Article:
The Gulf of Mexico disaster five years later: A Bellona seminar

Publish date: April 20, 2015

Today marks five years since the BP disaster in the Gulf of Mexico. Eleven lives were lost when the Deepwater Horizon rig exploded and the oil from the Macondo well gushed into the ocean for 87 days, constituting the biggest accidental oil disaster in history.

Today marks five years since the BP disaster in the Gulf of Mexico. Eleven lives were lost when the Deepwater Horizon rig exploded and the oil from the Macondo well gushed into the ocean for 87 days, constituting the biggest accidental oil disaster in history.

Bellona President Frederic Hauge describes it as the “oil disaster that does not end.” Today, Bellona distributed a  collection of articles on the effects of the accident based on the organizations investigations into the spill’s ongoing impact in US Gulf State five years later.

Frederic Hauge underscored the following message to Norwegian politicians and oil industry.

“The Gulf of Mexico would be a dream in comparison to a similar accient in the Barents Sea,” he told a conference Bellona held to mark the Deepwater Horizon anniversary.

“The harmful effects seen in the Gulf of Mexico is a small compared to what we would see resulting from a similar accident in the Barents Sea,” said Hauge.

He pointed out that the disaster in the Gulf happened in relatively calm seas, outside a densely populated area where a first response could mobilize quickly. The Gulf also has an extensive infrastructure and enough daylight to combat spills.

“The Barents Sea lacks all of this,” said Hauge. “Additionally, there is cold, ice, wind, and enormous distances. For long periods each year, the Barents is windy, high waves and little daylight.”

He said that the Norwegian authorities have acknowledged that a blowout similar to the Deepwater Horizon could take place on the Norwegian shelf.

“If such an accident does happen in the Barents Sea, we are talking about catastrophic pollution in a highly productive zone that is more vulnerable to this pollution,” he said.

“In the Barents Sea natural processes would also take longer to break down the oil because the cold clean sea lacks the bacteria that do this,” he said..

Long response times to accidents far offshore and lack of effective resources would also make a cleanup extremely difficult.

“Overall, we are talk about the harmful effects to local ecosystems and businesses that would continue for generations.

Although 47,000 people participated in the cleanup efforts after the Deepwater Horizon, some researchers estimate that about 2 million of the 4.9 million barrels percent of oil from the Macondo well is still in various water and sea compartments such as the ocean bottom, marshes and buried on beaches.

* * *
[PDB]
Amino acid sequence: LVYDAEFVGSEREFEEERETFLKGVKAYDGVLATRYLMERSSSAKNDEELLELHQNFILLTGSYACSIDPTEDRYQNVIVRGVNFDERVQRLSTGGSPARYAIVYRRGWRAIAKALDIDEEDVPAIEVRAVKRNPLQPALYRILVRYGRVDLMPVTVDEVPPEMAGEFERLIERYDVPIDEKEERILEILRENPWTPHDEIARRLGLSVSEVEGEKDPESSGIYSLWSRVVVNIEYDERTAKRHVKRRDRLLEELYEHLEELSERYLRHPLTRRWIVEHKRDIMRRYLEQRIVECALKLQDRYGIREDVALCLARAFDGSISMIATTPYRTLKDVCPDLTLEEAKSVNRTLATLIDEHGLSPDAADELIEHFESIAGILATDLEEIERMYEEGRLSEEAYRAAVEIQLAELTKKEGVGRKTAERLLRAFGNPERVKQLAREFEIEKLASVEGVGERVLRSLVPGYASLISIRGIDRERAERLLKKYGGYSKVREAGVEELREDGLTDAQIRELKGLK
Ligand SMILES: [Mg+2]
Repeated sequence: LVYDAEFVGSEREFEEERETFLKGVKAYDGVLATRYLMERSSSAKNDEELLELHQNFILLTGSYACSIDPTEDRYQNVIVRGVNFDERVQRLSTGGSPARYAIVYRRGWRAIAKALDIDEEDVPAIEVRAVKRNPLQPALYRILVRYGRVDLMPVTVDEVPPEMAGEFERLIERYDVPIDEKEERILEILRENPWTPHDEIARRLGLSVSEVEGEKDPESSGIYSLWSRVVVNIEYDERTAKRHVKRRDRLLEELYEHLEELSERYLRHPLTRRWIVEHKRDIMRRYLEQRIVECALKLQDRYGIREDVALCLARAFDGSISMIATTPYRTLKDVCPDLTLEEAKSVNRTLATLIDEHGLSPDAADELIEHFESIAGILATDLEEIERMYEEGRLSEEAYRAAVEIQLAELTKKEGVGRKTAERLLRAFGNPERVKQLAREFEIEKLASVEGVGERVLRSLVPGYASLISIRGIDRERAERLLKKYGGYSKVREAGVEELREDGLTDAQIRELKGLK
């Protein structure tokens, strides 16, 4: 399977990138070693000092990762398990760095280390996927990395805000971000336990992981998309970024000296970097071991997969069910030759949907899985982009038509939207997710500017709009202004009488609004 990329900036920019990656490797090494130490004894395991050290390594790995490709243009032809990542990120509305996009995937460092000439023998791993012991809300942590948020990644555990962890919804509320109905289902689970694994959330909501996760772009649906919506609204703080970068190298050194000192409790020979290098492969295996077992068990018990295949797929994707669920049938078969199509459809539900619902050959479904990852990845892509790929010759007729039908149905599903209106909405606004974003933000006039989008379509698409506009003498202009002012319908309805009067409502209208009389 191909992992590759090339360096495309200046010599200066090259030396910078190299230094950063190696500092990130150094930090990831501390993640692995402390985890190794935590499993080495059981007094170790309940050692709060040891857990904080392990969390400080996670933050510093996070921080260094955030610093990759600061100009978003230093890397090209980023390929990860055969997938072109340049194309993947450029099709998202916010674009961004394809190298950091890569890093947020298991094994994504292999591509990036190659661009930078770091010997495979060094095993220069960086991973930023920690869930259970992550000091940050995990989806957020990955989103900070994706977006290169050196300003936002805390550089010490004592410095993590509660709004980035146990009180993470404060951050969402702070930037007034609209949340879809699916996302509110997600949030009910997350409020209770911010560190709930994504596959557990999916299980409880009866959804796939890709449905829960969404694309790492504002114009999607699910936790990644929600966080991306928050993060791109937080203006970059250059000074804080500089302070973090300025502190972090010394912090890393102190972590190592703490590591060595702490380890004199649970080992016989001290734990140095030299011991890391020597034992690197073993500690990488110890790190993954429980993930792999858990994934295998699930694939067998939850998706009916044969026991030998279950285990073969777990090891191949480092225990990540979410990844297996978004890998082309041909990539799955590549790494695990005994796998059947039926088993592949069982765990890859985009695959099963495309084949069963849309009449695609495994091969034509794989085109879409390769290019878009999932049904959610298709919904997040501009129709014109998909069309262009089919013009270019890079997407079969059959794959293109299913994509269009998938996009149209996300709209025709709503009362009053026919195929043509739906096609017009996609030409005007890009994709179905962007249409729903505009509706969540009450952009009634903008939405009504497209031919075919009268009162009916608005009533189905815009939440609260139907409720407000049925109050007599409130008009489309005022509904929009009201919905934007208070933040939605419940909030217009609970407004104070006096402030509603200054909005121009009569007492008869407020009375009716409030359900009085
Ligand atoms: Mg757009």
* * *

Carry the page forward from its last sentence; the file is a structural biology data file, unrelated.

Bellona counts on BP disaster continuing for 20 years

Bellona’s recent visits to areas impacted by Macondo oil in Louisiana, Mississsipi, Alabama and Florida, where the group interviewed scientists, whistleblowers, and spill victims, paints a discouraging portrait for Hauge.

“Oil and tar balls continue to wash up on beaches along the gulf,” he said. “Shrimp and oyster harvests are lost or damaged in large areas. The fishing industry and tourism suffers. Humans and animals have become sick. We unfortunately expect major damage to the environment to continue for at least 20 years,” says Hauge.

Hauge and Bellona report Charles Digges were present in the Gulf of Mexico in the weeks after the accident. Over the past year has Digges, who is based in New Orleans, has documented how BP accident is still deeply affecting the Gulf community.

“Health damage caused to cleanup workers is far greater than what has so far been publicized, said Hauge. “The University of Wyoming estimates that several hundred thousand people are affected by health or economic difficulties.”

Hauge said the BP catastrophe shows it’s impossible for the oil industry to guarantee a major accident will not happen.

“Norway’s Petroleum Safety Authority has said this could happen in Norway,” said Hauge.

Who will pay a billion dollar check?

Hauge fears the bill for for a BP-scale catastrophe in Norway will be left to Norwegian taxpayers.

“Many oil companies will not be able to bear the costs of major accidents,” he said. “Small oil communities on the Norwegian shelf will go bankrupt if they have to pay billions in compensation when the expenses are shifted to the public.”

BP says its paid more than $29 billion in clean up and compensation along the Gulf of Mexico, with more a possible $13.7 billion to come in fines. Additionally, the Norwegian oil fund and other shareholders have announced they will sue BP.

Gulf of Mexico facts

— Gulf fish tourism is down by 50 percent since 2009

— The Gulf’s oyster harvests dropped by 60 to 93 percent, depending on the area, between 2010 and 2014

— Hudreds of large properties for sale have sat on the market for four to five years due to skeptical home-seekers fearing health difficulties

— 1728 kilometers of shoreline were soiled by Macondo oil

— The Macondo well released 4.9 million barrels by US Government estimates. BP submits only 2.45 million barrels were released. New Orleans Federal District Judge Carl Barbier is holding BP responsible for 3.19 million barrels, with a possible resulting fine of $13.7 billion.